By Jared Chausow
By Katie Toth
By Elizabeth Flock
By Albert Samaha
By Anna Merlan
By Jon Campbell
By Jon Campbell
By Albert Samaha
A. It's jumping the gun to say that PDAs are doomed, but your pal's definitely onto something. Just last month, Sony announced it was no longer going to sell its CLIÉ handhelds in the U.S. or Europe, perhaps acknowledging that all-in-one smart phones are where it's at. Mr. Roboto's inclined to agree; he's also inclined to note that now's the ideal time for bargain hunters to swoop in on PDAs.
Seems like just yesterday that Mr. Roboto delved into the Palm-versus-Pocket PC debate (see "Palmistry," Voice, January 1, 2003). Ah, those innocent days of yore, before it became bloody obvious that gadgets like the Danger Sidekick (danger.com) and Treo 600 (palmone.com) were gonna dinosaur the old-style PDAs. Why settle for a mere PDA, after all, when you can also get cell phone service, e-mail, and assorted other goodies?
Not that Mr. Roboto's saying you should run right out and invest in a Sidekick, which T-Mobile's now offering for $200 with a new-service activation (starting at $20 per month). Yes, it's the sort of gizmo that makes geeks like Mr. Roboto slobber with uncontrollable glee. It's also probably a wee bit more than most consumers really need, given its relative heft (six ounces, heavier than the new 20GB iPod) and awkwardness as a phonesort of like talking into an eight-track tape. And if you want to take advantage of the e-mail service, that'll cost you an extra 30 clams every 30 days.
But if you want to talk about where the future's at, look no further than the just-debuted Sony Ericsson P910. Available in the U.S. this September, the thing's a beaststyled like a traditional cell phone, but with a flip-down keyboard for note taking or e-mail, plus the ever popular Opera Web browser and 0.3 megapixel digital camera. Oh yeah, and it weighs in at five ouncesnot a giant leap forward for smart phones, but you'll notice the difference between the P910 and the Sidekick.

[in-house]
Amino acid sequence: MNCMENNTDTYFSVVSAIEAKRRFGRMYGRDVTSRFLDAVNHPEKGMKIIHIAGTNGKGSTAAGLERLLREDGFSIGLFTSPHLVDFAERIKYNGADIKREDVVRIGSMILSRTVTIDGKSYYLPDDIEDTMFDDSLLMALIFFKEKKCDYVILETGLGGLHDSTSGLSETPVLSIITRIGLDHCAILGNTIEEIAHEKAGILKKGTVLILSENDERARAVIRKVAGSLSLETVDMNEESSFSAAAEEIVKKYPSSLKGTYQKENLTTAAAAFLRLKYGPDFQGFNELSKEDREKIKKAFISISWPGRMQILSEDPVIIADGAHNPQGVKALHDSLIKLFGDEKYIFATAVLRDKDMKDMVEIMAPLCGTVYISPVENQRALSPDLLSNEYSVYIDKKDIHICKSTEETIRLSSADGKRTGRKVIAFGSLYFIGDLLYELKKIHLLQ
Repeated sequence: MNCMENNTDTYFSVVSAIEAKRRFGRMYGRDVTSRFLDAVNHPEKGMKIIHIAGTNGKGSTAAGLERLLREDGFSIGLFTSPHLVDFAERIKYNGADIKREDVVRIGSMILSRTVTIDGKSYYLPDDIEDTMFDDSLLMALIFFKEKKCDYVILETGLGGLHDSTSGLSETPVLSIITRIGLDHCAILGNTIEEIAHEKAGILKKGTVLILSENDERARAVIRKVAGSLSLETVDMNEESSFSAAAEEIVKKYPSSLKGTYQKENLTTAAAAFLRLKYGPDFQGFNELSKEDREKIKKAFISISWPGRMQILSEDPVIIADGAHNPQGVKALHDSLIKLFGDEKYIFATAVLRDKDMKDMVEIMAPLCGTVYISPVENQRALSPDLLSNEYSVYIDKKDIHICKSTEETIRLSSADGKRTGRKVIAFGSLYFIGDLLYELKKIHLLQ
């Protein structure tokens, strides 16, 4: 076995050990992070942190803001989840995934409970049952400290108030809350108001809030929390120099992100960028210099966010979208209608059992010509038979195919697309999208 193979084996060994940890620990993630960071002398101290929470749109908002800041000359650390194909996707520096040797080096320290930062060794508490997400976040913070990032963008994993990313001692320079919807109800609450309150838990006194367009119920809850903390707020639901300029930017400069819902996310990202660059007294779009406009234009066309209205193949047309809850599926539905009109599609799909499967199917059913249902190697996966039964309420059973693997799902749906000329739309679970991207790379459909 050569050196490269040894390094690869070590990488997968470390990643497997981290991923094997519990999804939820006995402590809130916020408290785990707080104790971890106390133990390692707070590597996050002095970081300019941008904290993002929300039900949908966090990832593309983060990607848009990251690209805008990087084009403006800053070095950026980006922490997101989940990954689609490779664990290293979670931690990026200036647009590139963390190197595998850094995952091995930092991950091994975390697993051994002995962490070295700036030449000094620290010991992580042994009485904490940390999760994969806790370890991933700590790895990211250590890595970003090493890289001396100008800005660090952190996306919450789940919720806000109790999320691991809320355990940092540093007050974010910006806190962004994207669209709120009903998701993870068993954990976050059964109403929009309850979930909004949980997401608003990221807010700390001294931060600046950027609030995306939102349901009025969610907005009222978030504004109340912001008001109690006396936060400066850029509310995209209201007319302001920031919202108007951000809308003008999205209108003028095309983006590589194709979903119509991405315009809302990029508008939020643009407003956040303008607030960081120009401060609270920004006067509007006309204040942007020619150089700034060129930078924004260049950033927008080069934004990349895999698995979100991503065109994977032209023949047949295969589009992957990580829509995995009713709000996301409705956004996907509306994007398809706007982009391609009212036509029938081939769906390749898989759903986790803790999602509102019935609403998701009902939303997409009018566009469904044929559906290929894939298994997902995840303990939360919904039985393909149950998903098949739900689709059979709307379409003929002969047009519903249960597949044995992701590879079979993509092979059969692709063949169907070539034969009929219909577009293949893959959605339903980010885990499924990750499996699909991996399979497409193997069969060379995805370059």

It doesn't take a Lancelot Ware to figure out that smart phones are only going to get cheaper and lighter as the calendar moves forward, so Sony's decision to drop the CLIÉ (except in Japan) is probably just a matter of some very smart folks seeing the handwriting on the wall. That said, the transition period between PDAs and smart phones could be a boon to cash-strapped consumers. Remember Mr. Roboto's adage about budget technology shoppingif you buy a generation behind, you can get 80 percent of the power for 60 percent of the price.
The power-price differential may be even greater during this growth spurt. Keep an eye peeled for clearance sales on CLIÉ stocks, like the $130 PEG-TJ35 that cdw.com's offering right now. Support will be spotty at best if you run into problems, but given Sony's penchant for lackluster service, you may not even notice a difference.
Speaking of price drops, Mr. Roboto wonders how the fourth-generation iPod that debuted last week will affect the MP3-player field. Now that the 20 GB version retails for just $299, the budget competitors may be forced downward. Pay particular attention to what Dell does with its comparably sized Digital Jukebox 20, now priced at $251. Seeing as how the player's whole raison d'être is to be a low-cost alternative to the iPod, the DJ20 may get even cheaper. The first sub-$200 20 GB player, perhaps?
A is for Action
There are those who argue that irony is dead, and that irony about bad '80s TV action shows is particularly dead. To which Mr. Roboto replies, Nein! If you're not entertained by the B.A. Soundboard (members.home.nl/jeroenwolsink), well, then you obviously spent the Reagan years doing something far less valuable than ritually following the A-Team's well-written, completely logical exploits. Mr. Roboto is especially enamored of Mr. T's vigorous defense of 18-karat gold as "the best." Somebody send that man to metallurgy school!